Running Away from Home
from the Jonah reading plan
Read the Word
Even if you didn’t grow up going to Sunday School, you’ve probably heard the story of Jonah and the whale. A favorite of the flannelgraph set, Jonah’s heroic story of rebellion, consumption, rescue and ultimate completion of his task can be seen in literary archetypes from Pinocchio to Odysseus.
But if you read the entire book of Jonah, you’ll realize that Jonah is anything but a hero. And even though he is the main character in a book named after him, the book of Jonah isn’t really about Jonah – it’s about God and His great mercy.
You may have heard people say, “The God of the Old Testament is a God of judgment, the God of the New Testament is a God of grace.” Besides this statement being theologically problematic (God is the same yesterday, today and forever), when we look at the Old Testament, we see over and over again that God is described as “gracious and merciful, slow to anger and abounding in steadfast love.” These words are actually the ones God uses to describe Himself when He meets with Moses on the top of Mount Sinai.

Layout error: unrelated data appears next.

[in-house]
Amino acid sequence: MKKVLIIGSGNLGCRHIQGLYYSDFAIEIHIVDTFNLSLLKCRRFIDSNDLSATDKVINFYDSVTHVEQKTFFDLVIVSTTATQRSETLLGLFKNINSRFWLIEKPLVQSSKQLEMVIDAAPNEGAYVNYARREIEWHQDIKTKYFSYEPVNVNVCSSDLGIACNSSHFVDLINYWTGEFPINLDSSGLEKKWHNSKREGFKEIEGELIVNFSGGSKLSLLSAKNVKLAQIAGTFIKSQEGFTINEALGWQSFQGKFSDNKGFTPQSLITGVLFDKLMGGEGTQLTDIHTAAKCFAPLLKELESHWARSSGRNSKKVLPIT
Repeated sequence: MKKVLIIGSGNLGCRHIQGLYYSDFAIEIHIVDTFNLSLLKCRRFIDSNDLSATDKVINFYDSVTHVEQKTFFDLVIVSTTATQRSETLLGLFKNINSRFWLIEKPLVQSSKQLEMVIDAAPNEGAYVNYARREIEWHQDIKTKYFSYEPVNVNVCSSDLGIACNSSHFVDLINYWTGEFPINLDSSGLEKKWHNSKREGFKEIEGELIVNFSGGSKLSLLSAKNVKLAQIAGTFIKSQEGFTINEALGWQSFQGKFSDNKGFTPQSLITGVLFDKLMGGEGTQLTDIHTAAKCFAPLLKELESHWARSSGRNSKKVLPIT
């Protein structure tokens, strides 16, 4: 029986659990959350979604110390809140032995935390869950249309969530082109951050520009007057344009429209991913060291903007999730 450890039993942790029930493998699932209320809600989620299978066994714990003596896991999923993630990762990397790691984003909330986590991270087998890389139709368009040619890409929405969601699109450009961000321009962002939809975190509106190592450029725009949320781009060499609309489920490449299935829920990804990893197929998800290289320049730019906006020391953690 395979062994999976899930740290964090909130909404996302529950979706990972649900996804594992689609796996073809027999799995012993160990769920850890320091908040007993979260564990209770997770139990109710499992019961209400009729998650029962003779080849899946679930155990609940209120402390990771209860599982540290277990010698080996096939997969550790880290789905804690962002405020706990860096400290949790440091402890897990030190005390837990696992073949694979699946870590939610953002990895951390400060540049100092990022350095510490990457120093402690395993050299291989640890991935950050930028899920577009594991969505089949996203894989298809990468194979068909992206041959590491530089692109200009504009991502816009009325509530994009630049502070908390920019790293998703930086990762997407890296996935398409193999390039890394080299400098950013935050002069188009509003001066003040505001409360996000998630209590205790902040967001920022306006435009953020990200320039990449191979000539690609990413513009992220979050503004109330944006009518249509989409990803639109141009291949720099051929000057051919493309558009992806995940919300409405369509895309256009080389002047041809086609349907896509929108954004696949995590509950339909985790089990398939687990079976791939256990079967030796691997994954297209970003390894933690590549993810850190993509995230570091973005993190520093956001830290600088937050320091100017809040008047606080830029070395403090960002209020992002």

As we study Jonah, we’ll see God’s grace and mercy in full form. To Jonah, God’s mercy will end up being problematic. As you walk through this short book, consider how the compassion and mercy of God impact each of the characters in the story.
For an excellent overview of the book of Jonah, check out this short video from The Bible Project.
Are you drawn to one testament of the Bible over another? Why or why not?
What is your reaction when you think about the wideness of God’s mercy? Has it ever been problematic for you or for someone you know? Talk to God about it today.